So our view on zombies because we are in violent agreement with your analysis, is that you cannot kill the zombie ideas. Because these ideas are not propagated because they’re true. They’re propagated because they are effective. They advance the interests of the people who were propagating them. But what you can do, I think, and what we’ve tried to do, is you can inoculate people against these zombie ideas, by showing them that the people saying them aren’t saying them because they’re true. They’re saying them because they’re affected. These things sound like economics, but they’re actually intimidation tactics masquerading as economics and convert fear into anger.

Paul K.:

That’s what I say right in the beginning as arguing with zombies. One of my principles for writing is be honest about dishonesty. Don’t pretend that we’re having good faith discussions when we’re not. There are good faith discussions. And Ben Bernanke and I disagree about the effectiveness of quantitative easing and forget about it, that’s not worth discussing on the opposite page.

Paul K.:

But nobody really believes scare quotes around believes in the magic power of tax cuts, that’s all about serving interests and you can document, you can look at who does it and where it comes from. It’s like climate is a change denial. We, I guess [inaudible 00:30:47] has done this of scientists who have written skeptical client pieces, how many have received funding from fossil fuel interests? And the answer is all of them.

Paul K.:

So, you can make that case, and I think it can be effective. I think if you can make the case that something is being argued, that the argument is not being made in good faith then it helps. It helps you make the case against it.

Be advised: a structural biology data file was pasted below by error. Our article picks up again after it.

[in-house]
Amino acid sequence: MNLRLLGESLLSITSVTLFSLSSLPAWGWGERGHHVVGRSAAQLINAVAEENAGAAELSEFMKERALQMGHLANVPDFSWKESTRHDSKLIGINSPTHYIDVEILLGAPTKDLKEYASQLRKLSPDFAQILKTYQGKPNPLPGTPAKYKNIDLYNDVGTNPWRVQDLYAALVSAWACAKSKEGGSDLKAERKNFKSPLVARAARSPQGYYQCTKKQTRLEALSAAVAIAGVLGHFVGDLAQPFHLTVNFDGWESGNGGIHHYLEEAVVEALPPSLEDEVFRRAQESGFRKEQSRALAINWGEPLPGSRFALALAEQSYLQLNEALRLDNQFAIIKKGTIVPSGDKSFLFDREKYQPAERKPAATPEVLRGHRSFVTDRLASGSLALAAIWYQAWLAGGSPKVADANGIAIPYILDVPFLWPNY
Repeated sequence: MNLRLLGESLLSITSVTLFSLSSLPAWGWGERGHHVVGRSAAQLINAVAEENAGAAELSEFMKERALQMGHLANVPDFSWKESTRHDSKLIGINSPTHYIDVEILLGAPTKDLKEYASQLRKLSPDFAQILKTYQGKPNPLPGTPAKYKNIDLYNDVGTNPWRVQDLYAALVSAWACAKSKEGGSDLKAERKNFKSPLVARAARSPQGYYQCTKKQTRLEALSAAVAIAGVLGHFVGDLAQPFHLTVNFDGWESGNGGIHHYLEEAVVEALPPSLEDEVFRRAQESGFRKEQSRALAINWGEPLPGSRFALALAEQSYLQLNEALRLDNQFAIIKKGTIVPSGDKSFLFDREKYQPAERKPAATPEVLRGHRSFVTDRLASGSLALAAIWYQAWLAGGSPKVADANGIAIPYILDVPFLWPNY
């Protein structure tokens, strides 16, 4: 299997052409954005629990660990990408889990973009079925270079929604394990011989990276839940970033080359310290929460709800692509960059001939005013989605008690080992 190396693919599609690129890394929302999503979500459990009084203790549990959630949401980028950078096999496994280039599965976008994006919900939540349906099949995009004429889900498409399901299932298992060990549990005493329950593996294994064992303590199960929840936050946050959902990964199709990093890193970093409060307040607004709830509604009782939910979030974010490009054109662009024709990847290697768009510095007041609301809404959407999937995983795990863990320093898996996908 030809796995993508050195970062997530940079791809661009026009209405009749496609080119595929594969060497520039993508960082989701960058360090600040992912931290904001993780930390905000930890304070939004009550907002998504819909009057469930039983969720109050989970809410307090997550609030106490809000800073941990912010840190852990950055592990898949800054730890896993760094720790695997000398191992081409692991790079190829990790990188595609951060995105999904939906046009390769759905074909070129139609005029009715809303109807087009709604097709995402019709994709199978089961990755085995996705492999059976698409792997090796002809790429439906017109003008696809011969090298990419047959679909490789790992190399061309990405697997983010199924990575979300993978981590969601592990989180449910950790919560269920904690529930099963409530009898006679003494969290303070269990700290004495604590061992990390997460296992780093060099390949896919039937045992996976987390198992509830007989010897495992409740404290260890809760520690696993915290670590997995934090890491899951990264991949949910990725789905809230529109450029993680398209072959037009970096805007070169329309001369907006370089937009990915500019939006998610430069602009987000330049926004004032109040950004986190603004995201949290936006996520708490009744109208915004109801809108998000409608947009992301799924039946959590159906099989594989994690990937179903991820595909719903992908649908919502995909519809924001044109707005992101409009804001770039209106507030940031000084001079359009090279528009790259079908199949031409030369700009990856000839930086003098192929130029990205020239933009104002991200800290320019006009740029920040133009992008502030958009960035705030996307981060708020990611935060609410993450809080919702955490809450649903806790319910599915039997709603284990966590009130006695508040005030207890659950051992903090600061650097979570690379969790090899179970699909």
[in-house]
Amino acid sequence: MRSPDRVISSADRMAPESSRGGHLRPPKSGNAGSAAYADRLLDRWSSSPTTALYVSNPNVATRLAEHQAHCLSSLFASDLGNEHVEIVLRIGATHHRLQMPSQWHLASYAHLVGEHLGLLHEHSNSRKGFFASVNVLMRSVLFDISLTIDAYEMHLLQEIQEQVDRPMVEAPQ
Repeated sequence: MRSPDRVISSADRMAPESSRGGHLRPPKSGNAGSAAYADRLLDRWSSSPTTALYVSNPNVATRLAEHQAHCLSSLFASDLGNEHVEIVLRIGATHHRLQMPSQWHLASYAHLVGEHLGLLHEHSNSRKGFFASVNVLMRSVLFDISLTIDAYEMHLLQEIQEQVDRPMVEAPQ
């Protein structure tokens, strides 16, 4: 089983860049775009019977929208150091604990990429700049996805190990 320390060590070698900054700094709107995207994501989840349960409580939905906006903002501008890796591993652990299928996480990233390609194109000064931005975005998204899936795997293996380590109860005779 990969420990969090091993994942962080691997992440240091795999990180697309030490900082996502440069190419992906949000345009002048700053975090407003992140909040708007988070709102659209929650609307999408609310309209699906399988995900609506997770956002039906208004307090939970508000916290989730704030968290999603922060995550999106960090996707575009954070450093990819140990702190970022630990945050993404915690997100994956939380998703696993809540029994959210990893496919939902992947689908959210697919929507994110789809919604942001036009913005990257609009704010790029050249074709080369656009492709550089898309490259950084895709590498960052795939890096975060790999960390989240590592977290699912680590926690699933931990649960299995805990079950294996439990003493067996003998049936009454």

Nick H.:

And whenever somebody says that policy will harm the very people it’s intended to help, then you know, they’re scamming you.

David G.:

So-

Paul K.:

Well, once in a very long while it happens, but very often not. That’s right. There are people who are people who have sounded centrist in the past, who have changed their minds and are showing that they were in fact in good faith.

Paul K.:

Again, one of my… I’ve been book touring for Arguing With Zombies and I get pretty interesting questions from the audience. But one of them was saying, “Why do some people say that debts don’t matter and why is that so very different from what say Larry Summers is saying?” And I say, “Have you looked at what Larry’s been writing lately?” He’s actually just finished a big paper that concluded it’s time for Washington to put aside its debt obsession and focus on more important things.

Paul K.:

So there are some people who can be persuaded by evidence. And one way to look at the Obama years is to focus on all the things that you hoped might happen that didn’t. But another is to say, hey, we got a big expansion of health insurance. We got some substantial tax increases on the 1%. We got some substantial investments in green energies that are actually paying off now in the boom in solar wind power. So the glass half empty, glass half full, but certainly the glasses aren’t totally empty.

David G.:

Can I ask you, I’m just curious. It’s a little bit of a personal question. My father was a psychiatrist and psychiatrists are very much alike. I once read a book Children of Psychiatrists and it was amazing how our experiences were similar.

David G.:

And the thesis of the book was asking the question, does psychiatry create a certain type of person, or does it attract a certain type of person? And I’ve noticed this with economists as well. Is there something about economics that attracts a certain type of person to the field, or does the field of economics create a certain type of person?

Paul K.:

Oh, probably both. Let’s put it this way, I’m sitting here at the Stone Center for the study of socio economic inequality, which is actually genuinely interdisciplinary. And we talk across sociology, policy economics, and we have invited speakers from all kinds of… People who do ethnology and so on and a list of what some of their research, a lot of which involves just going on and talking to people in detail about their lives, and I think to myself, I could never do that.